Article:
A colourless to pale yellow, clear, mobile liquid obtained by steam distillation of the leaves and fresh flowering tops of the Rosemary shrub.
Rosmarinus officinalis Leaf Oil
According to the Cosmetic Ingredient Database (Cosing), the functions of Rosemary Essential Oil are:
Masking, Skin Conditioning
To view more information, visit the Cosing Database here.
This oil is the best of the Rosemary oils for pain relief blends due to the high camphor content.
Very good for releasing muscular tension and easing aches and pains and is excellent to include in analgesic gels, massage lotions and creams.
This can also be beneficial in pre performance sports products as is helps in stress situations.
As a strong antispasmodic, it will ease muscle cramps as well as intestinal cramps.
Very effective as a decongestant in gels and balms.
It is astringent and increases circulation to the scalp so encourages hair growth. Try combining it with Bio-energiser.
Makes the air easier to breathe when used in a room nebuliser or oil burner.
As a diuretic, it can be used in anti cellulite body wraps.
Blend with Plai as an analgesic for sports injury massage.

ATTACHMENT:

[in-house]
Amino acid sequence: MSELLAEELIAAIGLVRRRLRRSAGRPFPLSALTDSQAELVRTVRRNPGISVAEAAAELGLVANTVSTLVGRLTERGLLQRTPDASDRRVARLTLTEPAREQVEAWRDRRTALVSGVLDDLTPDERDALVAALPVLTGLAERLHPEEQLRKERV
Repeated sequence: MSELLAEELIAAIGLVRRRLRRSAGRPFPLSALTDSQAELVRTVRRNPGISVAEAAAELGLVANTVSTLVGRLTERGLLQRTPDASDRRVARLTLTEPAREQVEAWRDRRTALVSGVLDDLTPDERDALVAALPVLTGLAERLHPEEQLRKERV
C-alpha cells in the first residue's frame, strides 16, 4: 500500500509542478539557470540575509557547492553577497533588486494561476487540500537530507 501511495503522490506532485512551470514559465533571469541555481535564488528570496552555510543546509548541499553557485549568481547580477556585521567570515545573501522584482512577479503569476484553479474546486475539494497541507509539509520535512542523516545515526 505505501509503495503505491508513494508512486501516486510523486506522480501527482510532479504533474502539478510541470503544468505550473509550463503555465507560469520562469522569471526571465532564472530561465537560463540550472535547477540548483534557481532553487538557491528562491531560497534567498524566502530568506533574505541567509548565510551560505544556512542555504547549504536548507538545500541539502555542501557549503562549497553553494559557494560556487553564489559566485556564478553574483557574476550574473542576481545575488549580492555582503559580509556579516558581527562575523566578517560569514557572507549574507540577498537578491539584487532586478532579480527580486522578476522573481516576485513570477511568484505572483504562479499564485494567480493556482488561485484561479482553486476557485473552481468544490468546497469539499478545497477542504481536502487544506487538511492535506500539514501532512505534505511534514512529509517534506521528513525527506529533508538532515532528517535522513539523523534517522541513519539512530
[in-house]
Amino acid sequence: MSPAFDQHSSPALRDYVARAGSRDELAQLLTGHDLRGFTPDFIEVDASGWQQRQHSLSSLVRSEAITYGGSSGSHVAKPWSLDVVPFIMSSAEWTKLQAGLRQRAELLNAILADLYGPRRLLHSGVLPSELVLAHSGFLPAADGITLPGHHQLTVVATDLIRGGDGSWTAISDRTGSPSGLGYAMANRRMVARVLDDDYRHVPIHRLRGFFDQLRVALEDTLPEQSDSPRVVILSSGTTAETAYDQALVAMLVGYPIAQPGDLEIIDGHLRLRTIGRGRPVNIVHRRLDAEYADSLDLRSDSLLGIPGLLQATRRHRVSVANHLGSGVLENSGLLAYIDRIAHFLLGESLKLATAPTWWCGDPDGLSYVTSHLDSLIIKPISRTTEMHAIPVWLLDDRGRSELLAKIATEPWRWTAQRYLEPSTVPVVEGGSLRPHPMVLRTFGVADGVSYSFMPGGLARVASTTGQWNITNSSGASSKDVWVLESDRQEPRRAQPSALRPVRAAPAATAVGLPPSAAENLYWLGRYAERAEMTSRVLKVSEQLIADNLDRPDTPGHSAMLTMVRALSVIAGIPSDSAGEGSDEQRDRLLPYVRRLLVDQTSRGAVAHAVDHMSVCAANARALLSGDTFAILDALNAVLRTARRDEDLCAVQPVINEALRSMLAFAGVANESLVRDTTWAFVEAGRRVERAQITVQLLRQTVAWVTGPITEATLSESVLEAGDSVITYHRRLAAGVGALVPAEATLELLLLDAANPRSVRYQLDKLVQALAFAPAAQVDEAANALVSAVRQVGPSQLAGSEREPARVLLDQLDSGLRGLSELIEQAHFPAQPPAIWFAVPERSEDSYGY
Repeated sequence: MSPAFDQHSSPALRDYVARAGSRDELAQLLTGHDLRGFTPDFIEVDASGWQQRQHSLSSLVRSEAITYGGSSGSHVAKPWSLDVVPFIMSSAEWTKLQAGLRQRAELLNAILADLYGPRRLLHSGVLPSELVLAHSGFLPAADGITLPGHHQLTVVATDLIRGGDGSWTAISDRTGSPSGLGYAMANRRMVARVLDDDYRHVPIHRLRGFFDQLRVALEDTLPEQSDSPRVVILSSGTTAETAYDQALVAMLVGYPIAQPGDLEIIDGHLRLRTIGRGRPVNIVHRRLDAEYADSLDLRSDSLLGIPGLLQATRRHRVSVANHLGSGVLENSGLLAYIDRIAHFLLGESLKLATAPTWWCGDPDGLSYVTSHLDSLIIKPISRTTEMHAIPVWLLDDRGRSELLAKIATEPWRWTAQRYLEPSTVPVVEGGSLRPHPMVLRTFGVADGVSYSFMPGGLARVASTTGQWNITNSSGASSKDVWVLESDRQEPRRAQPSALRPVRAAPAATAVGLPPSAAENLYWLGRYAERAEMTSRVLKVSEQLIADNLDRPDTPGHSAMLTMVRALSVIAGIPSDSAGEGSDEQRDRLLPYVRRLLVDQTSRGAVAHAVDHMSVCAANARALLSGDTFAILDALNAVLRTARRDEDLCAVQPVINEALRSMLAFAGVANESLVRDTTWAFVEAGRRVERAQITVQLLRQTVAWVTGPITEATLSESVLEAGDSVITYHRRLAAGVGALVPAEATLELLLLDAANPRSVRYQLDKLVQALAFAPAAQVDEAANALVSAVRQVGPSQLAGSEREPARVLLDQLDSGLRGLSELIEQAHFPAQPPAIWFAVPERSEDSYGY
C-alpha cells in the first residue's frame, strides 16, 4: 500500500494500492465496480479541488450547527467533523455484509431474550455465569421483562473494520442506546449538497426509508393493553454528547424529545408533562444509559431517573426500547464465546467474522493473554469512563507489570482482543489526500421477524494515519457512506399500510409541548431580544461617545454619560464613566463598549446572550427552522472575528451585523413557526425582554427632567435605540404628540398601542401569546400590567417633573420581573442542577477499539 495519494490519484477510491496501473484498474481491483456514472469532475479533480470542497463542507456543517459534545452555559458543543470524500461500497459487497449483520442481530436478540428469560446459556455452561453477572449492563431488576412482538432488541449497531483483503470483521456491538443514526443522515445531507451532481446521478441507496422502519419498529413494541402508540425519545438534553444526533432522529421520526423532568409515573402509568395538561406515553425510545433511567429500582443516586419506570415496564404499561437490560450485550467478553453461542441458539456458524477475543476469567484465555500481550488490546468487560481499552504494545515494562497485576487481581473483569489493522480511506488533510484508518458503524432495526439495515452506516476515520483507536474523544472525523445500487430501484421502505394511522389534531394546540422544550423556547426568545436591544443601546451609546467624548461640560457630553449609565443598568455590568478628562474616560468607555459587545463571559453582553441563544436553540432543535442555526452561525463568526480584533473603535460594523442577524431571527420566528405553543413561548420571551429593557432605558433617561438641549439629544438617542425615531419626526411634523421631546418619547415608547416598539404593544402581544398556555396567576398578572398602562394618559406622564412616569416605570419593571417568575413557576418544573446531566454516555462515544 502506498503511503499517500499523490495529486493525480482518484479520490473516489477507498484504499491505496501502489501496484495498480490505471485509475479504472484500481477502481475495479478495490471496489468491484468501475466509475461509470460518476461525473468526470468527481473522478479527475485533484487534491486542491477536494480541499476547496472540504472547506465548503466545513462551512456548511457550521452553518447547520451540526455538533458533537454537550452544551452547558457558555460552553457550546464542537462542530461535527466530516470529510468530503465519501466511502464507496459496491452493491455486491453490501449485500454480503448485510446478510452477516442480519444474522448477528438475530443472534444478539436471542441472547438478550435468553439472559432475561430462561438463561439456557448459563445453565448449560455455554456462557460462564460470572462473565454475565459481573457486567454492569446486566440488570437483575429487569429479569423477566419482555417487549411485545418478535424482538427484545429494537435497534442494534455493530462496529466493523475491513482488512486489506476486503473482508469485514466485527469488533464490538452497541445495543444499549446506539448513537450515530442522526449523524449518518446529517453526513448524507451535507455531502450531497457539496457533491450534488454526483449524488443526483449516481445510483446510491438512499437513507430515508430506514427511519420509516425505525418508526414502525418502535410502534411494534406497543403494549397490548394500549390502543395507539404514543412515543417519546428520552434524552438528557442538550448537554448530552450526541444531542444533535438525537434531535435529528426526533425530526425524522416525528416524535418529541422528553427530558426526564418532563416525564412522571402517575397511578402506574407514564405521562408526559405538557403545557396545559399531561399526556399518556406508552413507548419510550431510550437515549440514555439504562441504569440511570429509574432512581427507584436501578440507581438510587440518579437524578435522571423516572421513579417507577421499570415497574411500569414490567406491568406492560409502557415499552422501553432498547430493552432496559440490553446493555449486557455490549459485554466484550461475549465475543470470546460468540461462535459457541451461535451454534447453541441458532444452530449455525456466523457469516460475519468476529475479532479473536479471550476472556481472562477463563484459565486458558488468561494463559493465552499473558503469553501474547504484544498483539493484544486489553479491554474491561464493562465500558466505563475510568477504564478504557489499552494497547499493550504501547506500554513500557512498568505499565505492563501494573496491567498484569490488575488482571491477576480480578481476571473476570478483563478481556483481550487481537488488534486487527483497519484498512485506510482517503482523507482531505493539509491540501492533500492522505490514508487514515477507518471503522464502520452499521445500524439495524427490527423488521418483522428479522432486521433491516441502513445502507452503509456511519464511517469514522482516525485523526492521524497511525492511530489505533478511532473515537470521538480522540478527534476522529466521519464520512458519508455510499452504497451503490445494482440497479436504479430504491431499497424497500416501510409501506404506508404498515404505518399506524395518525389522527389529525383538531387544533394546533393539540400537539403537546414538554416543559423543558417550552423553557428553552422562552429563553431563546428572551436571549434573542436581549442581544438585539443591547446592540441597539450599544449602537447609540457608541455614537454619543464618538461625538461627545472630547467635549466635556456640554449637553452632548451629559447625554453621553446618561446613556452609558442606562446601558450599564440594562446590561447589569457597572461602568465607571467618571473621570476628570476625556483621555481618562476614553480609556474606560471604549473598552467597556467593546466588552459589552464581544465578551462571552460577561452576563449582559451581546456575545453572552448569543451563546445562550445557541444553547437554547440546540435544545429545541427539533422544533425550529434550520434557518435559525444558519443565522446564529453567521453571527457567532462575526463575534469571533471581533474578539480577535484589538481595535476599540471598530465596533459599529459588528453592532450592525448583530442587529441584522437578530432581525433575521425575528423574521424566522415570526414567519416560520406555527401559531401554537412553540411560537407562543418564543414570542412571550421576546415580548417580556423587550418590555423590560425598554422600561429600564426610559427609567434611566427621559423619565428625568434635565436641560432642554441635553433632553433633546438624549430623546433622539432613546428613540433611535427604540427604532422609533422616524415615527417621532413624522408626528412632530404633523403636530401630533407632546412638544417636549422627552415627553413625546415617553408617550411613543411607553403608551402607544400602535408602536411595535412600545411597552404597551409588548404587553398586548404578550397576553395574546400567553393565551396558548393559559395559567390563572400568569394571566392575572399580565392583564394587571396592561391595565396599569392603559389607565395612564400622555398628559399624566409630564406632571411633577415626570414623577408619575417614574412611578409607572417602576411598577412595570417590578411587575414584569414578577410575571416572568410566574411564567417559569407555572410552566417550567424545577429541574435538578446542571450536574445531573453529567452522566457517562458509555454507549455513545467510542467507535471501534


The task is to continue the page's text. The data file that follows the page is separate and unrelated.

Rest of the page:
Do not use during pregnancy, with high blood pressure or with epileptics.
Irritant in excess.
Traditional Aromatherapy Uses
Traditionally used by qualified aromatherapists for use in rheumatism creams.
Blended with Myrrh to shift phlegm and mucous from the lungs.
The camphor type is a very powerful mental stimulant that invigorates the mind and stimulates the memory.
Many of the ancient civilisations regarded Rosemary as sacred and it was used in ceremony and ritual as well as in daily use.
During the Middle Ages, it had the reputation of warding off evil spirits and was also used to protect against the plague.
During both World Wars, it was burned in French hospitals when they needed to be deep cleansed after an epidemic.
Shakespeare’s famous quote by Ophelia in Hamlet “There’s Rosemary, that’s for remembrance”, shows how commonly it was known for it’s mental stimulation.